28th April 2022

Which path will you take?

The North Devon area is a coastal wonderland, perfect for stretching your legs during a walking break.

Meanwhile, Saunton Sands Hotel is situated right by the coast, making us the perfect place to stay for those looking for a walking paradise. 

Where else can you walk along 630 miles of such a beautiful shoreline that constitutes the UK’s longest National Trail? The heritage, wildlife, geology and scenery along the way are truly inspirational and walking it brings stunning new experiences.

Here are some walks from Saunton Sands Hotel, produced in partnership with the South West Coast Path Association

Baggy Point Walk

Baggy Point Walk

Easy - 2.3 miles (3.8 km)

A short easy walk out to the tip of Baggy Point and back again, taking in spectacular views of the coastline towards Bideford Bay and Hartland. Children will love the whale bones and the old wreck post, as well as the rocks and cliffs. A good walk in spring, when seabirds nest on the cliff among the clumps of pink thrift and spotted white sea campion and the gorse bushes are ablaze. In autumn the migrant birds gathering ready for their journey south sometimes attract the attention of a predatory merlin or peregrine, sometimes even a hen harrier. Gently sloping walk out to Baggy Point and back. An alternative route back includes a short steep climb. The first section, on the lower path out to the tip of Baggy Point, is suitable for people with impaired mobility or with a pushchair, and can be followed in reverse for the return journey.

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Croyde and Saunton Down Walk

Croyde and Saunton Down Walk

Moderate - 3.5 miles (5.7 km)

A bracing walk to blow away the cobwebs following a grassy path bordered with wildflowers to pick up the old coastguard path around the low cliffs at Down End. Visit Croyde Beach before weaving your way through a network of old lanes to climb back to your starting point high above three miles of golden sand at Saunton, with its breathtaking views right across Bideford Bay and the Taw and Torridge estuary. This is a lovely walk in spring when the gorse is blazing and the thorn bushes are covered in blossom and home to songbirds; also in autumn, when the heathland is bright with heather and small birds feed in the fields and hedges. The paths are narrow and stony and there is plenty of ascent and descent, some of it steep, with steps as well.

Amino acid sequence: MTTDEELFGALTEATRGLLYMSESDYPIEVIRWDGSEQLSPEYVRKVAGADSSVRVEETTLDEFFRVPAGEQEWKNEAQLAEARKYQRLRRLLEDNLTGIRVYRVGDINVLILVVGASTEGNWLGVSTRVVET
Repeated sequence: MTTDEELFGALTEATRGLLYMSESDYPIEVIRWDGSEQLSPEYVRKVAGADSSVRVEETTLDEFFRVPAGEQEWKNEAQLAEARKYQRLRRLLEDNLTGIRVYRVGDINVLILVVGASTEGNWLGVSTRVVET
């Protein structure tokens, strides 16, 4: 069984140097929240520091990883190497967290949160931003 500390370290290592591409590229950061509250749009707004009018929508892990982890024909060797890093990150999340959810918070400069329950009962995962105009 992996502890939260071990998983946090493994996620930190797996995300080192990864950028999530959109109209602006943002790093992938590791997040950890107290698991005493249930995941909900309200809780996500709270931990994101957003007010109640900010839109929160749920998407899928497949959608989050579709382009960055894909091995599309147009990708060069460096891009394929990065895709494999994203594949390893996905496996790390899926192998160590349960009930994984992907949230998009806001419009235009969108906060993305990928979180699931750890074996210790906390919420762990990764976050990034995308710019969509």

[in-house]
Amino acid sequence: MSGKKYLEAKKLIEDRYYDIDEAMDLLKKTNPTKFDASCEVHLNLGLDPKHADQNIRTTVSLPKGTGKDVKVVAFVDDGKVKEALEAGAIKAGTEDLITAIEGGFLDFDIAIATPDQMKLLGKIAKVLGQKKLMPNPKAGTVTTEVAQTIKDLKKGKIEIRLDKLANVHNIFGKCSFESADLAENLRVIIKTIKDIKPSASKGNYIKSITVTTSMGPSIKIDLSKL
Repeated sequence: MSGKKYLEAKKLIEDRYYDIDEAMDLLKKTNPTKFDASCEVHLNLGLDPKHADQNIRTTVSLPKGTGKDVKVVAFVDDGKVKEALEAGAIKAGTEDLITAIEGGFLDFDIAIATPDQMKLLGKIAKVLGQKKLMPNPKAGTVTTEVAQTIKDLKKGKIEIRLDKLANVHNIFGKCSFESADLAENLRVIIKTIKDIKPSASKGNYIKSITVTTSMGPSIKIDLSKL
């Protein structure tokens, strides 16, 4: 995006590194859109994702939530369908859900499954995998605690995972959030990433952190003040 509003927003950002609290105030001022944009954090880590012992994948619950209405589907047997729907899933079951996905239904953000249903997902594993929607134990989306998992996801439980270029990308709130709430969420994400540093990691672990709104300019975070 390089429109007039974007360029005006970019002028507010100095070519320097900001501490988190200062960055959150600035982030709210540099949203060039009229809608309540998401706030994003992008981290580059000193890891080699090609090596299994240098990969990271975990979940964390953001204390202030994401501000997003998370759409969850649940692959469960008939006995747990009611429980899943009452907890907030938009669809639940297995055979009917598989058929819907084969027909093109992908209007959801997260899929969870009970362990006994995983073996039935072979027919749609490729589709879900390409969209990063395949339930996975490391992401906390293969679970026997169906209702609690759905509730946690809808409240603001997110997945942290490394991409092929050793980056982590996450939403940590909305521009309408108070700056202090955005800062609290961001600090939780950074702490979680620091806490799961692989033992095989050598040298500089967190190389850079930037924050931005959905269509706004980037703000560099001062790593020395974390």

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Braunton Burrows Walk

Braunton Burrows Walk

Challenging - 11.3 miles (18.2 km)

A long walk, but over easy ground. Starting at either Saunton Sands Hotel or at Velator which was once a bustling quay, the route passes through Braunton Burrows, one of the UK’s largest sand dune systems, with a unique diversity of species. As well as being a National Nature Reserve, the Burrows are at the core of the UNESCO-designated North Devon Biosphere Reserve, which celebrates man and nature working together in harmony in a peaceful pastoral landscape. Heading inland around Braunton Marshes, a large area of wet pastureland reclaimed from the sea in the nineteenth century, the walk also passes the Braunton Great Field, one of only three medieval strip farming fields remaining in England. Take a picnic and plenty of drinks to sustain you on the way. The path is on level ground but which may be muddy, sandy or stony. It also takes on a track and quiet country road.

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